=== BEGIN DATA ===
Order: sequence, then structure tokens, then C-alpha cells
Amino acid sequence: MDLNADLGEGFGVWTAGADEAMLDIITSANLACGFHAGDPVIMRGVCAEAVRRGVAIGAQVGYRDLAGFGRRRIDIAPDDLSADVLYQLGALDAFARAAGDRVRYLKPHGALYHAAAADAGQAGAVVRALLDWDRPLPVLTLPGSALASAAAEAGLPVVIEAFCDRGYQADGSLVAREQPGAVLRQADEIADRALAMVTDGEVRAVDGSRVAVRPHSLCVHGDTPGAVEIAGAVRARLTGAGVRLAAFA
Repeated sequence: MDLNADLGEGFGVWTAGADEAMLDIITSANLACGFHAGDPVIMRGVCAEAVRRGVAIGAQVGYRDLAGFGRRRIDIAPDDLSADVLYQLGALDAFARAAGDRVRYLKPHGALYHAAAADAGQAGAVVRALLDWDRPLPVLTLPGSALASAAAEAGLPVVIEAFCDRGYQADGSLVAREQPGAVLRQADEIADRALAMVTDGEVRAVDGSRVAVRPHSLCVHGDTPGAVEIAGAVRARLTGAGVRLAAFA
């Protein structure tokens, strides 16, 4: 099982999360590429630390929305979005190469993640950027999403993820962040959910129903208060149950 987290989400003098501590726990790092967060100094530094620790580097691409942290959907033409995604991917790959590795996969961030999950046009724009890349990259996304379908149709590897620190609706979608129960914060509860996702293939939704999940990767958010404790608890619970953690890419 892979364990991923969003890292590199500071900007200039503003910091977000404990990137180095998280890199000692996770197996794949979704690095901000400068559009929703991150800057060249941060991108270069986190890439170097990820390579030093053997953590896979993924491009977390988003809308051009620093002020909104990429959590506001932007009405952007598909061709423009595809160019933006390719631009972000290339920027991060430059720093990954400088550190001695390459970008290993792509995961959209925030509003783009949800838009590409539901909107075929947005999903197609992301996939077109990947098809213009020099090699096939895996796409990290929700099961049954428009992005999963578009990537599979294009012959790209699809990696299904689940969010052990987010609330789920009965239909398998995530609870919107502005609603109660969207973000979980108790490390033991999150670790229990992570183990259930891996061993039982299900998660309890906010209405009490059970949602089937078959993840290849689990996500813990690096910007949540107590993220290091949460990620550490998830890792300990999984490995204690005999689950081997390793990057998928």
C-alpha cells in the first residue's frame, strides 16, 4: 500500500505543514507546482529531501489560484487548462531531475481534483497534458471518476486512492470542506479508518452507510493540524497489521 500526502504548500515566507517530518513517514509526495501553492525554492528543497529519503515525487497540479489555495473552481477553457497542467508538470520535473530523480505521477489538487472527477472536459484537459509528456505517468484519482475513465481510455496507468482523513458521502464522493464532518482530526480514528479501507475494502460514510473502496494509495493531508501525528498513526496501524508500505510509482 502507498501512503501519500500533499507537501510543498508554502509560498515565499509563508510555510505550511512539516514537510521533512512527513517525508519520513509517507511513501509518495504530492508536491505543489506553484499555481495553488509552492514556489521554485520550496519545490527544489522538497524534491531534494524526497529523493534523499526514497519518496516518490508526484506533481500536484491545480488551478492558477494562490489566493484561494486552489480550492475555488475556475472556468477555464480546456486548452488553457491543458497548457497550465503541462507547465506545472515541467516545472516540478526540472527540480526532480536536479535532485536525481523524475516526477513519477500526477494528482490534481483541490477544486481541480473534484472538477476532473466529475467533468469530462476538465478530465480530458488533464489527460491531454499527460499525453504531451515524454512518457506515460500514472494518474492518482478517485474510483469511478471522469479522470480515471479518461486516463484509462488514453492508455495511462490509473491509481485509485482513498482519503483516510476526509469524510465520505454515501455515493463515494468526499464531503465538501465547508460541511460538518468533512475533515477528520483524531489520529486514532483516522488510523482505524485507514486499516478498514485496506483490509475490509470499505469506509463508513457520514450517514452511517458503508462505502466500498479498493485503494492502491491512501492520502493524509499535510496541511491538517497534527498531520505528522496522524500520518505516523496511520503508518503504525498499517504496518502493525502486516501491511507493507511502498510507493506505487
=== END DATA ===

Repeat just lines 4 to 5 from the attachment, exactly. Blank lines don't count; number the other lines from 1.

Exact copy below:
């Protein structure tokens, strides 16, 4: 099982999360590429630390929305979005190469993640950027999403993820962040959910129903208060149950 987290989400003098501590726990790092967060100094530094620790580097691409942290959907033409995604991917790959590795996969961030999950046009724009890349990259996304379908149709590897620190609706979608129960914060509860996702293939939704999940990767958010404790608890619970953690890419 892979364990991923969003890292590199500071900007200039503003910091977000404990990137180095998280890199000692996770197996794949979704690095901000400068559009929703991150800057060249941060991108270069986190890439170097990820390579030093053997953590896979993924491009977390988003809308051009620093002020909104990429959590506001932007009405952007598909061709423009595809160019933006390719631009972000290339920027991060430059720093990954400088550190001695390459970008290993792509995961959209925030509003783009949800838009590409539901909107075929947005999903197609992301996939077109990947098809213009020099090699096939895996796409990290929700099961049954428009992005999963578009990537599979294009012959790209699809990696299904689940969010052990987010609330789920009965239909398998995530609870919107502005609603109660969207973000979980108790490390033991999150670790229990992570183990259930891996061993039982299900998660309890906010209405009490059970949602089937078959993840290849689990996500813990690096910007949540107590993220290091949460990620550490998830890792300990999984490995204690005999689950081997390793990057998928």
C-alpha cells in the first residue's frame, strides 16, 4: 500500500505543514507546482529531501489560484487548462531531475481534483497534458471518476486512492470542506479508518452507510493540524497489521 500526502504548500515566507517530518513517514509526495501553492525554492528543497529519503515525487497540479489555495473552481477553457497542467508538470520535473530523480505521477489538487472527477472536459484537459509528456505517468484519482475513465481510455496507468482523513458521502464522493464532518482530526480514528479501507475494502460514510473502496494509495493531508501525528498513526496501524508500505510509482 502507498501512503501519500500533499507537501510543498508554502509560498515565499509563508510555510505550511512539516514537510521533512512527513517525508519520513509517507511513501509518495504530492508536491505543489506553484499555481495553488509552492514556489521554485520550496519545490527544489522538497524534491531534494524526497529523493534523499526514497519518496516518490508526484506533481500536484491545480488551478492558477494562490489566493484561494486552489480550492475555488475556475472556468477555464480546456486548452488553457491543458497548457497550465503541462507547465506545472515541467516545472516540478526540472527540480526532480536536479535532485536525481523524475516526477513519477500526477494528482490534481483541490477544486481541480473534484472538477476532473466529475467533468469530462476538465478530465480530458488533464489527460491531454499527460499525453504531451515524454512518457506515460500514472494518474492518482478517485474510483469511478471522469479522470480515471479518461486516463484509462488514453492508455495511462490509473491509481485509485482513498482519503483516510476526509469524510465520505454515501455515493463515494468526499464531503465538501465547508460541511460538518468533512475533515477528520483524531489520529486514532483516522488510523482505524485507514486499516478498514485496506483490509475490509470499505469506509463508513457520514450517514452511517458503508462505502466500498479498493485503494492502491491512501492520502493524509499535510496541511491538517497534527498531520505528522496522524500520518505516523496511520503508518503504525498499517504496518502493525502486516501491511507493507511502498510507493506505487